Grinâ??s Andersson brothers pt 2

Continuing Develop’s special series of interviews with some of the world’s largest and most celebrated independent developers, here is part two of our chat with Bo and Ulf Andersson, Grin’s founding brothers.

Previous entries in our series includes Crytek’s Cevat Yerli, Rebellion’s Kingsley Brothers (pt 2), as well as the first part of our interview with Grin.

The Nordic region seems to have grown in prominence in recent times. What can other regions learn from it?

Bo: Our education system has been good for Scandinavia. About five years ago, the area started some initiatives for schools for gaming. But crucially, what happened was that the schools actually engaged with us game developers to help out with the courses. We were able to explain what studies were most helpful for us, and developers have even gone to teach classes.

That system is paying off. We are getting students from those courses that can work with us. Usually the sort of experience you need to be a game designer can only be obtained if you train yourself in your spare time; but that’s not quite the case anymore.

I think that’s something other countries could benefit from, because the industry is truly collaborating with the education system.

I would say that, for the partnership to work, it’s really important that the game developers to put their time in. It’s important that they’re actually there teaching, so that’s what we’ve been doing.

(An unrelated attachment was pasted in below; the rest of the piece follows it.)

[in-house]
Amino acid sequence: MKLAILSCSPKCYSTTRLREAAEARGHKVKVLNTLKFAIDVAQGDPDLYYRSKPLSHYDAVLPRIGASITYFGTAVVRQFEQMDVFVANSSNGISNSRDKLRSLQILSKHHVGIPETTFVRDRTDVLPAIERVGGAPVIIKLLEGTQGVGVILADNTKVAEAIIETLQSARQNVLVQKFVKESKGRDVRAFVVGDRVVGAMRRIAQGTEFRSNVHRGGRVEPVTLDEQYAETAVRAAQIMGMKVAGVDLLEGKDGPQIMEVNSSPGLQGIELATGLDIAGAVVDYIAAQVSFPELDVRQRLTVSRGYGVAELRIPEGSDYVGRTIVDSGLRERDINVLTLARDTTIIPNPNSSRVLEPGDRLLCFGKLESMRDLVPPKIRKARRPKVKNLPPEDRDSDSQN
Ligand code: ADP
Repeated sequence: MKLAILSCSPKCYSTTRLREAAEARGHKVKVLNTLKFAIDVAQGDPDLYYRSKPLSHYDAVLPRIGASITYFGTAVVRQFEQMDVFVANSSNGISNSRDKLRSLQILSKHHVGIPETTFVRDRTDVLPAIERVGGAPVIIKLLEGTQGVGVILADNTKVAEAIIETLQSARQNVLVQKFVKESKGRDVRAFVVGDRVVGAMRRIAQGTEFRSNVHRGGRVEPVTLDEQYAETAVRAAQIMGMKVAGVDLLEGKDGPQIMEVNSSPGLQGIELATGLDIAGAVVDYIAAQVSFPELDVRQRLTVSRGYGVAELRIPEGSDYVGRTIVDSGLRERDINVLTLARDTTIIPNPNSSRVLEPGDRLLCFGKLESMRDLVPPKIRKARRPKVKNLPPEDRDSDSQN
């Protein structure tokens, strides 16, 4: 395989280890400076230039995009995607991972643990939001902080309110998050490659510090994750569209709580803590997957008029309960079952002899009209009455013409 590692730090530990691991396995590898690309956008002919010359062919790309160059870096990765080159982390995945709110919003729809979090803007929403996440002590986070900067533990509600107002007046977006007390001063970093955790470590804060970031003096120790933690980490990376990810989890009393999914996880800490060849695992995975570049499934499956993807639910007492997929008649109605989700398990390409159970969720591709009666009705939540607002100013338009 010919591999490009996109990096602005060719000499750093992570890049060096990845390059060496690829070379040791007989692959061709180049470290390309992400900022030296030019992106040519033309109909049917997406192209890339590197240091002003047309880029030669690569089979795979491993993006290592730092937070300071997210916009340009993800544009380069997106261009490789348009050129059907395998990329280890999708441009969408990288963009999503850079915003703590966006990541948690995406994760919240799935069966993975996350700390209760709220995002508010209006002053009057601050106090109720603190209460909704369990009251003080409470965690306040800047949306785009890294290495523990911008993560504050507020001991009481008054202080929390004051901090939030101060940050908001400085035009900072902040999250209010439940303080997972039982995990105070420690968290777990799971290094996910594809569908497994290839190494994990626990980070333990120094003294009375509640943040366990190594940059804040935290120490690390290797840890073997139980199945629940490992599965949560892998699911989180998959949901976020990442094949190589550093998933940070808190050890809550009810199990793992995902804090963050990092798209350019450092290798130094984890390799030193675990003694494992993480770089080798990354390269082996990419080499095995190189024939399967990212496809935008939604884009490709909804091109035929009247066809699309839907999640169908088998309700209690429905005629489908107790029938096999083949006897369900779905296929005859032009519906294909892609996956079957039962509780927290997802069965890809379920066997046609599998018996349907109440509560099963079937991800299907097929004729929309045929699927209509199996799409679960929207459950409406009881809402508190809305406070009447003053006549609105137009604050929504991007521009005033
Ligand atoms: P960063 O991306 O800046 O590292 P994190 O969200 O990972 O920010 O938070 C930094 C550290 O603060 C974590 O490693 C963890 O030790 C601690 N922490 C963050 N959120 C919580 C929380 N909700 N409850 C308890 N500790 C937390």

You say it started five years ago, to what extent are you seeing the benefits today?

Bo: We’re getting good recruits! That’s how Grin managed to grow in the way it has. About thirty per cent of our recent growth comes from these schools.

The schools have our engine now as well; they know a lot about it and they can go straight in from school to production.

How does the system work?

Bo: For about twenty weeks we have the students come in and take part in our project. On-site R&D stuff. That way they learn the ropes, the tools, and see games in production first-hand.

They also get a bit of a reality check as well. If they are not performing to the standard, they get kicked out.

Ulf: The system especially helps the smaller developers as well, the teams who could really do with a few more people working on their game.

Bo: And it also helps the students study the things that are right for them. I mean, working in the games industry is something a lot of people dream about doing.

What’s crazy is that when you ask many kids what they want to be in the games industry they always say “oh I want to be a game designer!” right?

Horrific job! [laughs]

Bo: Of course they want to be game designers. But not a lot of people know that you usually become game designers by entering the industry as something else.

Ulf: You’ll need to know, uh, at least five of the ten fields if you want to be a really, really good game designer.

Bo: Yeah. People need to be educated the basics. It’s like training pupils in film school how to be like Stephen Spielberg. Not going to happen.

Perhaps that aspiration comes from the fact that games begin as ideas in people’s minds, and people want to reveal those ideas how they exactly see them.

Ulf: But it’s something that’s an illusion. The idea that the game designer is the one guy that comes up with all the cool stuff isn’t quite true. I know that there’s a couple of designers out there that keep thinking like that, but it’s really, really obnoxious.